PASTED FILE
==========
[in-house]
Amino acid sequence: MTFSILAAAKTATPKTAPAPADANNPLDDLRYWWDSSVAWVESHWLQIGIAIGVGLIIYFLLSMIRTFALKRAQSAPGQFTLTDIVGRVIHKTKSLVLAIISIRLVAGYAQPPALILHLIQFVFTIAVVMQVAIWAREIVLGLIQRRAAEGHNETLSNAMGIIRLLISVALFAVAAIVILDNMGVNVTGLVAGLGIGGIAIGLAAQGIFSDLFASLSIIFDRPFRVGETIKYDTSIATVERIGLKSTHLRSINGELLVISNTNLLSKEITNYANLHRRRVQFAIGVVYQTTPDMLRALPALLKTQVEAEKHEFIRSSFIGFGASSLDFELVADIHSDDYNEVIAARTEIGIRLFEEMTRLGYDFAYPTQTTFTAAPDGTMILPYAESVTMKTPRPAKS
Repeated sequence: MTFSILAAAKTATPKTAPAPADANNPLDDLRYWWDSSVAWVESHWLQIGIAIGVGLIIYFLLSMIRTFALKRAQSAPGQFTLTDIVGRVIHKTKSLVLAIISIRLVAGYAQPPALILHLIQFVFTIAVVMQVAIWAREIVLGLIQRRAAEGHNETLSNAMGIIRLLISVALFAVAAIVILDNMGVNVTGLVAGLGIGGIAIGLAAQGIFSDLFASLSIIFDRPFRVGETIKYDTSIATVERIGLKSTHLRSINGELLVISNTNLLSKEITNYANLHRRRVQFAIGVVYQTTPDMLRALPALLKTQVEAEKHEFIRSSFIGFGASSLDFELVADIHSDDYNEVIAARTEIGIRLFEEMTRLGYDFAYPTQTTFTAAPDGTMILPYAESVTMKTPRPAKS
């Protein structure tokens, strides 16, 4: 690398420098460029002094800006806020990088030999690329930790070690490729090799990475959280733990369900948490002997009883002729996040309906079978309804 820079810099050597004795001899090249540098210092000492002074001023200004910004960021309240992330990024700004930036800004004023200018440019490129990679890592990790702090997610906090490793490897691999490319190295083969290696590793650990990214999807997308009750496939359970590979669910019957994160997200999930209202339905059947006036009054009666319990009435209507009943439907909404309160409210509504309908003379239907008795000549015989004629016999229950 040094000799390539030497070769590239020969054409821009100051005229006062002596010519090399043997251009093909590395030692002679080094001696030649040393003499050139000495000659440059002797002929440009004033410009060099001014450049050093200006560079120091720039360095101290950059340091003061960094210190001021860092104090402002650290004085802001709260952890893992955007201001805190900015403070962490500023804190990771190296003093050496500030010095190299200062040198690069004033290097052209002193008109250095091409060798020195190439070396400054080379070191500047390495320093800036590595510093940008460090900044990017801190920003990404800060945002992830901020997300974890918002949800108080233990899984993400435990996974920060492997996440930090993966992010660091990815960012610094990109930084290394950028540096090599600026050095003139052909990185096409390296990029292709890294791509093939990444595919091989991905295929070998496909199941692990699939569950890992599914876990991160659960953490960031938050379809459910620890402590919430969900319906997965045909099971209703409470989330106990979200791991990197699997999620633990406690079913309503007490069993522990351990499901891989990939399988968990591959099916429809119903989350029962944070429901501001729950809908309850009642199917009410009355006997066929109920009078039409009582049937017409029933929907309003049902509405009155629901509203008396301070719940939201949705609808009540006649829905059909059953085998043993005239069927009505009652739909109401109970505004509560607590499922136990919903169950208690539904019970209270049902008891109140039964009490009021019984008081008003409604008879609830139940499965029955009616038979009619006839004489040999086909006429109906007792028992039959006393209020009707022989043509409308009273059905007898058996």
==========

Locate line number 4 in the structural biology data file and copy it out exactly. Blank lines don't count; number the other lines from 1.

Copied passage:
């Protein structure tokens, strides 16, 4: 690398420098460029002094800006806020990088030999690329930790070690490729090799990475959280733990369900948490002997009883002729996040309906079978309804 820079810099050597004795001899090249540098210092000492002074001023200004910004960021309240992330990024700004930036800004004023200018440019490129990679890592990790702090997610906090490793490897691999490319190295083969290696590793650990990214999807997308009750496939359970590979669910019957994160997200999930209202339905059947006036009054009666319990009435209507009943439907909404309160409210509504309908003379239907008795000549015989004629016999229950 040094000799390539030497070769590239020969054409821009100051005229006062002596010519090399043997251009093909590395030692002679080094001696030649040393003499050139000495000659440059002797002929440009004033410009060099001014450049050093200006560079120091720039360095101290950059340091003061960094210190001021860092104090402002650290004085802001709260952890893992955007201001805190900015403070962490500023804190990771190296003093050496500030010095190299200062040198690069004033290097052209002193008109250095091409060798020195190439070396400054080379070191500047390495320093800036590595510093940008460090900044990017801190920003990404800060945002992830901020997300974890918002949800108080233990899984993400435990996974920060492997996440930090993966992010660091990815960012610094990109930084290394950028540096090599600026050095003139052909990185096409390296990029292709890294791509093939990444595919091989991905295929070998496909199941692990699939569950890992599914876990991160659960953490960031938050379809459910620890402590919430969900319906997965045909099971209703409470989330106990979200791991990197699997999620633990406690079913309503007490069993522990351990499901891989990939399988968990591959099916429809119903989350029962944070429901501001729950809908309850009642199917009410009355006997066929109920009078039409009582049937017409029933929907309003049902509405009155629901509203008396301070719940939201949705609808009540006649829905059909059953085998043993005239069927009505009652739909109401109970505004509560607590499922136990919903169950208690539904019970209270049902008891109140039964009490009021019984008081008003409604008879609830139940499965029955009616038979009619006839004489040999086909006429109906007792028992039959006393209020009707022989043509409308009273059905007898058996």